Clean water may become unaffordable in the future

The Athens Messenger / Jim Parsons

The Findings feature at the back of the March 2017 issue of Harper’s Magazine, reported that researchers have found that “In five years, more than a third of U.S. households may be unable to afford water.”

“What??” I chuckled, “That can’t be right. Why would anybody think that?”

The answer has to do not so much with the cost of obtaining water, but with the cost of treating the water to make it safe to drink by removing suspended solids, bacteria, algae, viruses, fungi, and minerals. Also, there is the additional cost of keeping water safe to drink as it travels between the treatment plant and your house. Accomplishing these tasks requires a battery of systems to support physical, chemical, and biological processes. It is costly to acquire, operate, and maintain these systems.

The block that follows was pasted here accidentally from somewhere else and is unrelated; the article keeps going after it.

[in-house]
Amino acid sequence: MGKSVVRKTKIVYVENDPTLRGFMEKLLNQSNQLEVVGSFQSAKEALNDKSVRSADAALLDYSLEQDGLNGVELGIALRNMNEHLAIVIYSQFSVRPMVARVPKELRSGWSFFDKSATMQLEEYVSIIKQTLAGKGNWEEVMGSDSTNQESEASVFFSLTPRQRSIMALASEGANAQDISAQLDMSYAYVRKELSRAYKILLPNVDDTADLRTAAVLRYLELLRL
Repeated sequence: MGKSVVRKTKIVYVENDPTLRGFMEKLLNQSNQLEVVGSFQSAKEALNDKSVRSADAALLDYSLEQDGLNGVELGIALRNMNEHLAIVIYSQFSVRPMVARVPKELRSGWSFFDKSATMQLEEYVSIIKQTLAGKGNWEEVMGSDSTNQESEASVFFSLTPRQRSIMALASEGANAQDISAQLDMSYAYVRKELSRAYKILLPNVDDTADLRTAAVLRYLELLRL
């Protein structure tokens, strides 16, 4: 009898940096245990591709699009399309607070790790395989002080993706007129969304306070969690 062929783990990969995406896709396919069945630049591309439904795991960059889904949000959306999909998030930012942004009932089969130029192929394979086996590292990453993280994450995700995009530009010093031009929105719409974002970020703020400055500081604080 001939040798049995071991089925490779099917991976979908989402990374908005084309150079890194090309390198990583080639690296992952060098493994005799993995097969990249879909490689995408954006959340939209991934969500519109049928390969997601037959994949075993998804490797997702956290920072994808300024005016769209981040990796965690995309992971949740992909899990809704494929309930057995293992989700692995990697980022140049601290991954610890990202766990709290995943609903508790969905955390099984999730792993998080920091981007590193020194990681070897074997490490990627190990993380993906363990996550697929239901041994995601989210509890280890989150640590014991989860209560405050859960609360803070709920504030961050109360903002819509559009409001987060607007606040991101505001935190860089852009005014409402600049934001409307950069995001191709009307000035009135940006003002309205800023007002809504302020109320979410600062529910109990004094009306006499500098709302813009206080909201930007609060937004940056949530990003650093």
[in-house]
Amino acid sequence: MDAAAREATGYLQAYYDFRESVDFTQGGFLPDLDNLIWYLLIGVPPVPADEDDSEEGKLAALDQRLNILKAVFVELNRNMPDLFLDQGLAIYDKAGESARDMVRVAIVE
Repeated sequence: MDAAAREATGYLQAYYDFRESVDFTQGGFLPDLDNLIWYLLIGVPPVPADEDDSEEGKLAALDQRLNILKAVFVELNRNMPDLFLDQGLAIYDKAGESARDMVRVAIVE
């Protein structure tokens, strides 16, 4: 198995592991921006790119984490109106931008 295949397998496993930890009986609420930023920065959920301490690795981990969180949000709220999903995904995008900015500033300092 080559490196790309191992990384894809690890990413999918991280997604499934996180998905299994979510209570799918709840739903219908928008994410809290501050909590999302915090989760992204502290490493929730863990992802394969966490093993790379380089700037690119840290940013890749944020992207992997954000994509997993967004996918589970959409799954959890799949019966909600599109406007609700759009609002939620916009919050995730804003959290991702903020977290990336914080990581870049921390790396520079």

Even so, to reach a conclusion about people not being able to afford water requires us to have some idea of how much water a household needs and at what point its cost would be considered unaffordable as well as what is going to be charged for water in the future. These factors are assessed in a January 2017 article by researchers at Michigan State University. Using publicly available data, here is what they found out.

Based on numbers from the U.S. Environmental Protection Administration (EPA), the American Water Works Association (AWWA), and Circle of Blue (which reports monthly water information for a sample of U.S. cities), each American uses about 100 gallons of water a day or 12,000 gallons per month for a family of four. The best available water bill figures are the AWWA’s from 2014: $120 per month or $1,440 per year. Thus, the average cost of water in 2014 was $.01 per gallon.

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